What It’s like to Be an Art Director for Hit TV Shows like The Voice
Whether it’s creating a Mad Hatter-style tea party from scratch or a set that looks straight out of the Wild West, Ellen Jaworski gets to make magic for a living. She’s worked as the Assistant Art Director for The Voice, Art Department Manager for The X Factor and as an art director on countless other television shows. She loves the fast-paced energy of live television and getting involved in all aspects of production. On any given shoot, she might be sourcing, shopping for materials, installing a set or helping the production designer execute their vision for the show.
Recently, Ellen worked on two DirecTV shows that were based in Phoenix, Arizona. “It was a blast! One was a wild west saloon and the other was a Victorian-themed hotel lobby. My job was to find props and set dressings that represented the spaces that we were trying to make these studios look like,” Ellen tells us.
“I found myself at second-hand furniture stores, thrift stores, cowboy-themed kitschy shops and Native American artisan shops. One of my favorite stores was called the Town Dump. It was the most incredible collection of oddities, from animal skulls to unicorn statues. A lot of the fun with those kinds of jobs is going out and exploring — there’s no telling what you’re going to find.” In an average year, Ellen works on at least 20 live television shows, traveling from Los Angeles to Miami, New York, Phoenix or wherever a set needs her.
How Ellen Became an Art Director
Ellen has been working in live television since 2011. She got her start interning for art departments on television shows while attending Emerson College in Boston. For her last semester, she interned in Los Angeles. While working on her last gig before she graduated, she cold-called a list of art directors, telling them about her background and why she was qualified to work on their show. Her brassiness paid off and she landed her first major television show.
As a 26-year-old art department manager for The X Factor, Ellen is young to have such a creative position on set. It’s also worth nothing that female art directors are uncommon in the television industry, which is a male-dominated field. Ellen’s quick rise is a testament to her work ethic, resourcefulness and ability to remain calm, under even the most chaotic circumstances.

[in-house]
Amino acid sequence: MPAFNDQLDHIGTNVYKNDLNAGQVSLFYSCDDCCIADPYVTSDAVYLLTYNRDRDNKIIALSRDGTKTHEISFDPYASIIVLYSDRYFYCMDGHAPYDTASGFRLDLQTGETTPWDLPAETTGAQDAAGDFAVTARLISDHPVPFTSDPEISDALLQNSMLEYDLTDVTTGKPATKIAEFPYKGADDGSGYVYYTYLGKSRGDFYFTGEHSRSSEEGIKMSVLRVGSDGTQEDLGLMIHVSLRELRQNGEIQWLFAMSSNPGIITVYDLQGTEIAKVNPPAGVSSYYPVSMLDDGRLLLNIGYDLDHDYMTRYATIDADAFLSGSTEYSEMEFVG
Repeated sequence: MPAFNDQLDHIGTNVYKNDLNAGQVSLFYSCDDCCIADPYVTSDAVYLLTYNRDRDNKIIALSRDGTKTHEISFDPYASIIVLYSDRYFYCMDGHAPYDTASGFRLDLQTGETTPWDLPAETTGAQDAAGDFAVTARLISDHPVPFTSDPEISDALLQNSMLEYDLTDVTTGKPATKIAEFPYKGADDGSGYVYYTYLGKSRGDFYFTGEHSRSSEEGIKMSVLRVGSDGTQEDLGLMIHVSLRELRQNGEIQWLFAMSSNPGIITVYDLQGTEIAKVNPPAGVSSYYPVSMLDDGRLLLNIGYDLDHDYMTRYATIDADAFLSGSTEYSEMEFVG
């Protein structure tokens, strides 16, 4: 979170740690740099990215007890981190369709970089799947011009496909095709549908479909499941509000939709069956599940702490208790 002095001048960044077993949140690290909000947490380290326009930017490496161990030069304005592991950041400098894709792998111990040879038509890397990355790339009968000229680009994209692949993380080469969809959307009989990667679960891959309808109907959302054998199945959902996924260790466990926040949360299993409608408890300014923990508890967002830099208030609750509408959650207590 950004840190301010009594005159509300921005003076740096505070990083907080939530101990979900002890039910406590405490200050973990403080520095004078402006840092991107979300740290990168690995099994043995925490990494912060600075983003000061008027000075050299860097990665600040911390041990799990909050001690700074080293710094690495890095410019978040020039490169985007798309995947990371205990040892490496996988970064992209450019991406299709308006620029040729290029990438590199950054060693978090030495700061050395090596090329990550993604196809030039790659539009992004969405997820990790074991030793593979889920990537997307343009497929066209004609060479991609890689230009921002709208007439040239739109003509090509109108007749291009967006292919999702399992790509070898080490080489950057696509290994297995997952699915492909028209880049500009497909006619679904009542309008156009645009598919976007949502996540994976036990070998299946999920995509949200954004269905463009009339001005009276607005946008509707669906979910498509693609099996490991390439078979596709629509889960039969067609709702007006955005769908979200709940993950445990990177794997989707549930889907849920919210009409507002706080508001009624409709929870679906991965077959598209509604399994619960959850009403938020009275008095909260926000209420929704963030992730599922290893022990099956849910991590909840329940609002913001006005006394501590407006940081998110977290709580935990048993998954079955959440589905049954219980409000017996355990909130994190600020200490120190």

What It’s Like to Work on The Voice
When describing working on The Voice, Ellen says. “For us, on the weekly episodes, we have a five-day turnaround from getting the creative treatment for the show and making it a reality onstage. It becomes a crazy, hectic free for all. There’s shopping to do [and] scenery to draw, design and build. Then there are potential design changes due to logistics, and we have to get those notes, get those done and get the sets up and ready for rehearsal. And then we have to take it all down and start over the next week.”
Helping run an art department on such a large scale is a huge undertaking, and when working on massive productions, it takes everyone on her team to make sure that the projects are executed perfectly. While working on the X Factor, she helped build the elaborate set for Fifth Harmony’s rendition of “Anything Can Happen” by Ellie Goulding.
“We created this totally whimsical set with carousal horses, a gazebo and floating numbers in the air. And there were balloons that needed to be handed out to the audience,” Ellen remembers. “It’s 20 minutes before Fifth Harmony is supposed to go onstage, and one of the art directors turns to me and asks, ‘Did we coordinate who is going to hand out those balloons to the audience?’ And I just remember my heart freezing, because I knew that was something that had not been worked out. So I say, ‘Oh my God, no.’ And I’ve never seen five people (her crew) move so fast.”
“It was all-hands-on-deck. Everyone in the art department trailer ran out to get production assistants to help us hand these out, and we were hauling out garbage bags filled with balloons to hand out to several hundred people. And as soon as the commercial break happens, we’re handing them out to everyone, to get them out on time so that they will be a part of this show that’s going to go live in the next three minutes. We were up against the clock and we made it happen. It was a wild experience,” Ellen says, laughing.
By wrangling all of the crazy elements of a production together and getting it ready for showtime, Ellen is the ultimate ringleader. She is looking forward to working on this season of The Voice, and the long line of shows ahead of her — and we’re looking forward to seeing what she does next.
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